(For background on this topic, see the SHRM Online article "‘SHOP’ Small Business Exchange Pared Back Further.")
FAQs on Out-of-Pocket Maximums and
Preventive Services Requirements
Federal agencies recently published new frequently asked questions (FAQs) that address the Affordable Care Act's requirements for out-of-pocket maximums and preventive services, reports Sibson Consulting's Capital Checkup.
The answers clarify, among other points, that for nongrandfathered plans:
- Out-of-network expenses are not required to be counted toward the in-network out-of-pocket maximum.
- Cost sharing includes deductibles, co-payments or similar charges. Cost sharing does not include premiums, balance billing amounts for non-network providers, or spending for non-covered items or services.
- Plans must cover breast cancer risk-reducing medications, such as tamoxifen or raloxifene, for women without cost sharing subject to reasonable medical management.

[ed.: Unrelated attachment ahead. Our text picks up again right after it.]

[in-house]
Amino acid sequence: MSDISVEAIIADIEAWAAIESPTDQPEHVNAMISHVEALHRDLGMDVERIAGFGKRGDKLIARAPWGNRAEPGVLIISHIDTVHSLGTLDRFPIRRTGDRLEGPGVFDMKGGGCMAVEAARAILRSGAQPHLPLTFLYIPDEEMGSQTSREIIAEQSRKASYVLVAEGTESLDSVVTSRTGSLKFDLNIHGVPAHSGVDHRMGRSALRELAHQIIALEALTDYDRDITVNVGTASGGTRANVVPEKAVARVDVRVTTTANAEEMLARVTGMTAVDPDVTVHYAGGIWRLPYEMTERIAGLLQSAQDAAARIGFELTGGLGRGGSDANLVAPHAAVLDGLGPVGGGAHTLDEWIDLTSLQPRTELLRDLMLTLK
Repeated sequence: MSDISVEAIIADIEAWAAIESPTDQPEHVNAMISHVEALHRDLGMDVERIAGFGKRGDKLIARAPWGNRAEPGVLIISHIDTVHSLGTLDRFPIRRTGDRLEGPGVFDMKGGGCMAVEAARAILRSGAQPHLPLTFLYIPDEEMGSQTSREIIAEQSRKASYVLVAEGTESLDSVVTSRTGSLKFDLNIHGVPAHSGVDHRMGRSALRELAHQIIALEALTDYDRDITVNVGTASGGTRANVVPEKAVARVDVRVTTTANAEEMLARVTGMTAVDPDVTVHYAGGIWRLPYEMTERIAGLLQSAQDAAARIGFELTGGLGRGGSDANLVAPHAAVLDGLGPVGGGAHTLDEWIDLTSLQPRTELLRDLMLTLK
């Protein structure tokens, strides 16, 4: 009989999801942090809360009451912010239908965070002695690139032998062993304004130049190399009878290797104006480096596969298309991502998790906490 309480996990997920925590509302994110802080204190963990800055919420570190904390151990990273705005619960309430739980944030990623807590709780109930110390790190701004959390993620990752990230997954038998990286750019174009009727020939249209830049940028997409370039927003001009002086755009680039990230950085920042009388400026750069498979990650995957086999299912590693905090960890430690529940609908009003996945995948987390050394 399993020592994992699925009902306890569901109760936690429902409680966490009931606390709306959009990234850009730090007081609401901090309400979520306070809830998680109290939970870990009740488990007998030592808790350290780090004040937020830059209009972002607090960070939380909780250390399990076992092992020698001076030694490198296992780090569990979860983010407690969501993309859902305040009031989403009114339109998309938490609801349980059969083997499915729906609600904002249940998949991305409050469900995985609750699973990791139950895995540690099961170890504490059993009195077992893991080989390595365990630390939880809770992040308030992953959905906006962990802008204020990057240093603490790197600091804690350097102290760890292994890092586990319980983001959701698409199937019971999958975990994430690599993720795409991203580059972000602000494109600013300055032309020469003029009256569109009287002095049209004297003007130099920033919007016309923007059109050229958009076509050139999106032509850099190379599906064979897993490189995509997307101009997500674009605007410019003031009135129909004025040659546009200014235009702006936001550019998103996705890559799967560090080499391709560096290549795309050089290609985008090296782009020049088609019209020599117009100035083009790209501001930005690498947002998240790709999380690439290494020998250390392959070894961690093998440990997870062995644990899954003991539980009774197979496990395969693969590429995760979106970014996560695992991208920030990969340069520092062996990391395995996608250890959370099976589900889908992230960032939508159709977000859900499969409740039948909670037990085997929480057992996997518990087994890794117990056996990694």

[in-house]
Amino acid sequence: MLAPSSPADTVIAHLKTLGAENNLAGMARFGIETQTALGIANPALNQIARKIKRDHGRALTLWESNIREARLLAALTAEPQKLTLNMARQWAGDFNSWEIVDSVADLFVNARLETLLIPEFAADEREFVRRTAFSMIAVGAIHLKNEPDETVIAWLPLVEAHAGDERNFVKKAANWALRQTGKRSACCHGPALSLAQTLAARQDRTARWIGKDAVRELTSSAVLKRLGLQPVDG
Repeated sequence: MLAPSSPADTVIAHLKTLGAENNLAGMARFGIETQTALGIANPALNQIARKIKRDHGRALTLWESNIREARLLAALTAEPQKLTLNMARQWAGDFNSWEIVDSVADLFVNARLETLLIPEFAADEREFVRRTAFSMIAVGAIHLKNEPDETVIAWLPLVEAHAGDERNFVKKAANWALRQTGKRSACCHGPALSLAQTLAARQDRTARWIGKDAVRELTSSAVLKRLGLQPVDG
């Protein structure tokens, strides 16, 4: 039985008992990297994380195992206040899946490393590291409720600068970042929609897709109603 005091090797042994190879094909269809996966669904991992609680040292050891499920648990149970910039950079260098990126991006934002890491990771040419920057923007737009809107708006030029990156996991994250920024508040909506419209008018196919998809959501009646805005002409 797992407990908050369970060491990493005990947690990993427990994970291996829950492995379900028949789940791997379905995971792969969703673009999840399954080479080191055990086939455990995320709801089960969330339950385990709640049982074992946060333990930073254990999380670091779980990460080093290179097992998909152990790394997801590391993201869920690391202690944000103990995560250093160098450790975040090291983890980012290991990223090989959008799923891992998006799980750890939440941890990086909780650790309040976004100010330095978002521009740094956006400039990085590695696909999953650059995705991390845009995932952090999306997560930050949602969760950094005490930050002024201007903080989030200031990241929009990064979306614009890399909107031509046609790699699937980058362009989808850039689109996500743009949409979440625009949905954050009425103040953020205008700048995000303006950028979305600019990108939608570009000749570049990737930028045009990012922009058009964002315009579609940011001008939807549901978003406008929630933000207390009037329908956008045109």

Obama's 2015 Budget Would Cap Retirement Savings Breaks
for High Earners
"President Barack Obama’s $3.901 trillion budget would raise taxes on the rich, expand tax credits for the poor and middle class — though as of now, it merely serves as a White House wish list," reports Politico. "Although very little of it is expected to become law — or even be seriously considered via legislation on Capitol Hill — the president’s budget still serves as a benchmark for congressional Democrats."
Fully half of the budgets new $56 billion suite of programs would be funded by cutting tax breaks on retirement accounts for the wealthy. High earners would lose their tax break on annual income greater than $200,000.
- “Tax-preferred savings accounts were intended to help middle class families save for retirement,” the budget reads. “However, under current rules, some wealthy individuals are able to accumulate millions of dollars in these accounts, substantially more than is needed to ensure a secure retirement.”
Advisers Warn Against 401(k) Loans
Investors are racking up billions of dollars in defaults on loans taken from their 401(k) plans, ignoring warnings from financial advisers they're incurring needless tax hits and endangering their retirement nest eggs, reports the Wall Street Journal.